Every day, someone derides “Political Correctness” like they’re making an interesting, bold, or original point, and makes sure to make the point that anyone upset about what they’re saying is just too sensitive and simply trying to censor them.

None of this is new.

Enter Steven Crowder, mumbling something unintelligible for about 4 minutes, bemoaning the fact that “the left” is destroying America by making it socially unacceptable to call someone a “faggot”.

Real charming.

But further to the point of his video, he appears to think that the push for tolerance is actually a bad thing, disregarding the fact that the push for inclusion, diversity, and tolerance, while having some negative side effects, comes from many places.

And one of those places is Best Buy.


When you work at Best Buy, you have to do something called “E-learnings”, informational videos and quizzes to brief you on new products and company policies, so you can deliver the best customer ser–dang it, I sound like an infomercial. But you get the point.

One of my e-learnings recently was about diversity and inclusion, and it laid out the company’s vision for how those are effectively executed. (Hint: It’s a lot different than the Crowder video.)

The e-learning did the usual diversity thing and went through not teasing your boss because they’re old and out of touch, not bristling when a gay co-worker mentions their boyfriend or girlfriend, and refraining from doing mocking impressions of your Muslim co-worker praying toward Mecca in the break room. (Like, seriously, you take five minutes out of your day to suck a cancer stick. Ease up.)

But it went further than that, and then showed a couple of infographics about people. How many billions of dollars a year did Hispanic people spend in Best Buy? What percentage of gay people shop there? What’s the buying power of black America? Deaf? Jewish? College student? Etc.

The point that the video made was that this push for tolerance isn’t simply PC gone wild, or people being nice for the sake of being nice. It’s that being nice is socially AND fiscally responsible, and that you could lose out on huge market demographics by ignoring the necessity of catering to, well, the people that actually come into your store.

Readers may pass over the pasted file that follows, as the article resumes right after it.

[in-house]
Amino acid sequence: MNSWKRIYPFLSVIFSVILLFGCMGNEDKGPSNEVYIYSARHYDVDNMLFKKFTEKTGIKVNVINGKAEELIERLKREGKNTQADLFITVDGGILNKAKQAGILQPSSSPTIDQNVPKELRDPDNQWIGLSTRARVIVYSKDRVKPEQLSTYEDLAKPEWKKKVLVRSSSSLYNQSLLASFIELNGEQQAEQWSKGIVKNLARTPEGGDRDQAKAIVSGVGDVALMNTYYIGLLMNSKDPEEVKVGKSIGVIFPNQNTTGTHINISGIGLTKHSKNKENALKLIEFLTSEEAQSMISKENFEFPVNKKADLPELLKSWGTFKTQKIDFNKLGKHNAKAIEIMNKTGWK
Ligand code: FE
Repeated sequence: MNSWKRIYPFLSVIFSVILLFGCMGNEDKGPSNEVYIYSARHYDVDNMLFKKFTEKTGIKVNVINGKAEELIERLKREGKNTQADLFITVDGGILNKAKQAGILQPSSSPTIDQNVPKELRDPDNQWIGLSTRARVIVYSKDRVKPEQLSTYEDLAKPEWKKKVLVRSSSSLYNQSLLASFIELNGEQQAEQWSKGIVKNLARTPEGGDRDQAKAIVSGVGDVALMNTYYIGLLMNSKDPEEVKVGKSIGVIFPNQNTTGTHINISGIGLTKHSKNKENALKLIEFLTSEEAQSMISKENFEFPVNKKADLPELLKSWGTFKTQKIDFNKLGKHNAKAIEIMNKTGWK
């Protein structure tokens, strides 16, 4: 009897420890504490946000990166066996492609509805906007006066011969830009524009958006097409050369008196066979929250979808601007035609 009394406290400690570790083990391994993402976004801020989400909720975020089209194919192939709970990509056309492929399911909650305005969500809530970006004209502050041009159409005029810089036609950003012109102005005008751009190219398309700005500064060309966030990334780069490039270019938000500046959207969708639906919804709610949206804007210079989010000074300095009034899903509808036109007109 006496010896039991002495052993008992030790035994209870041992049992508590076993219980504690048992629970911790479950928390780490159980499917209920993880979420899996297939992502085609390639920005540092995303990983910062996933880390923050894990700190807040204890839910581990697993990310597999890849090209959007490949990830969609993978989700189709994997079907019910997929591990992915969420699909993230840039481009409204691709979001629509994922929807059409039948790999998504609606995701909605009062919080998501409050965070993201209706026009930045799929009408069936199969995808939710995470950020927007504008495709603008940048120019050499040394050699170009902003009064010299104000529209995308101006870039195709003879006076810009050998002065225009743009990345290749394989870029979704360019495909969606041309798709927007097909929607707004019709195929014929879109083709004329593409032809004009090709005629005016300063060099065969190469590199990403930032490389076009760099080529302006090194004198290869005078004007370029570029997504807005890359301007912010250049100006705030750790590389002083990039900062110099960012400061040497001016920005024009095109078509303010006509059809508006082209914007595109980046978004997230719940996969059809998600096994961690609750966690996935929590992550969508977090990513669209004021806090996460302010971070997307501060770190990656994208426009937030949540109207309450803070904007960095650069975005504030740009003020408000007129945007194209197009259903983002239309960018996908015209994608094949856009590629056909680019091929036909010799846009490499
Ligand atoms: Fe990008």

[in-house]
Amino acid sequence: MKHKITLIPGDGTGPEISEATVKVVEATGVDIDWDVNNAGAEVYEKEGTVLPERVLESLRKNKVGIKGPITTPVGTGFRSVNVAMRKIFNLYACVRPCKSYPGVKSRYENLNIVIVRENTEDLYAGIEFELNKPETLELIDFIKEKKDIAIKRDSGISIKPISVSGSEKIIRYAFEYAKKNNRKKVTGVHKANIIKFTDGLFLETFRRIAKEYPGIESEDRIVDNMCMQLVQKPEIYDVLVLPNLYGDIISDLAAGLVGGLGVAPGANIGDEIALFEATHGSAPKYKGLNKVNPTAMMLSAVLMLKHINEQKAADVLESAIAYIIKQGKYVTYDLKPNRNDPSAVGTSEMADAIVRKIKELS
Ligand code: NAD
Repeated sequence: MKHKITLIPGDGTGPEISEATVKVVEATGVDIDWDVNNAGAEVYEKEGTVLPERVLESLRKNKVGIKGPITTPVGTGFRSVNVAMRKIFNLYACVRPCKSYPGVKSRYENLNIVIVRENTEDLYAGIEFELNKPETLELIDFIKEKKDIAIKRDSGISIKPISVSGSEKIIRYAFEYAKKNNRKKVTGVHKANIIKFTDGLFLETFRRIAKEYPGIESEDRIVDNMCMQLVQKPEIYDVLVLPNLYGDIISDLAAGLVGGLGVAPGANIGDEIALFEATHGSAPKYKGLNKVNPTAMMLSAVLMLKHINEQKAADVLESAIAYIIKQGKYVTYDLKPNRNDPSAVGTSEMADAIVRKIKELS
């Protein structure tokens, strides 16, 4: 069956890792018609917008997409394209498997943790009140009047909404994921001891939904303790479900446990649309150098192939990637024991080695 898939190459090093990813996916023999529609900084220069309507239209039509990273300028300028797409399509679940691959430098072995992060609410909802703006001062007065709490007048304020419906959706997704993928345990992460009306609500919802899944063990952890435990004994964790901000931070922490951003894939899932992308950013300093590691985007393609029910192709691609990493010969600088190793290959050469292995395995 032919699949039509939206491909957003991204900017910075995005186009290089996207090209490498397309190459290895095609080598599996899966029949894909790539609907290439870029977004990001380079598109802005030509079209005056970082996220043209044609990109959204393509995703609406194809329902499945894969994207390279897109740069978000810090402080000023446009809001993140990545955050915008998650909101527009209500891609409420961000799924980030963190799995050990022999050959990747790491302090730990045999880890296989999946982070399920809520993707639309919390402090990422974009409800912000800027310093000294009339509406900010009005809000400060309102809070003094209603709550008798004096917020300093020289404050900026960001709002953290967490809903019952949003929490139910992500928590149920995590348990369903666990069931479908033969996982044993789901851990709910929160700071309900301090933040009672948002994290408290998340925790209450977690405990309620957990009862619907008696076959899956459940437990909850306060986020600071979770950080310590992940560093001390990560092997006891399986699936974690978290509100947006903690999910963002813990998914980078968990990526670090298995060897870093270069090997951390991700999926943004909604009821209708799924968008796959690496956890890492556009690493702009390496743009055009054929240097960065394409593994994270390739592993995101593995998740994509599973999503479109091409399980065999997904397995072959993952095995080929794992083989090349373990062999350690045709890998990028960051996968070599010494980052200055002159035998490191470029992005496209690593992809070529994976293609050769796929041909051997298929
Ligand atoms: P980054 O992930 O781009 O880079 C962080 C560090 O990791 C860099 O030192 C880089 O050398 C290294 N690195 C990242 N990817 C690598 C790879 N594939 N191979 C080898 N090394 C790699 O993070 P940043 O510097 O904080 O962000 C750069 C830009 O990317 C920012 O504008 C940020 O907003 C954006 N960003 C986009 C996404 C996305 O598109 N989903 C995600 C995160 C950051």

From Tolerance to Celebration

Which is why the training video even went further than that, to explain why diversity and inclusion was so important, and why we shouldn’t just tolerate people, we should celebrate them. It gave some examples of using the differences among employees to unite them. which is kinda awesome.

If you live in a place densely populated with Hispanic people, it might be useful to keep  some employees around who speak Spanish. If many deaf people come to your store, maybe the store learns basic sign language. If a new employee has a walking disability, maybe let them work in mobile, where long activations give long periods of time to sit down.

And besides, nobody likes to be “tolerated.” No one wants to think that you only put the bare minimum into accepting that they exist and are a valid person.

Basically, this push for tolerance should actually be the push for celebration, and it’s the process of looking at someone different and instead of saying, “That won’t work” saying, “We have room for you. Let’s figure out how.” That’s an ideology shared by many of history’s greatest leaders, past and present.

What’s wrong with a world like that, Crowder? It’s the kind of world I want to live in.

One final example of this would be my relationship with my sister. She’s a Christian and a pretty firm one, too. But when I was coming to visit her in San Antonio, Texas, she said, “I know you don’t believe in the good Lord, but you betta’ pray yo plane don’t crash.”

And that’s funny. That’s ok. It made me chuckle. Because that’s what it looks like when people acknowledge and accept each other for their differences instead of either hating them for them, or trying desperately to change them.

The kind of world that I look forward to is the same kind that MLK looked forward to in the I Have a Dream speech. With the hope that one day “we will be able to work together, to pray together, to struggle together, to go to jail together, to stand up for freedom together, knowing that we will be free one day.”

That’s a kind of dream worth having.

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Photo Credit

Photographer: Mike Mozart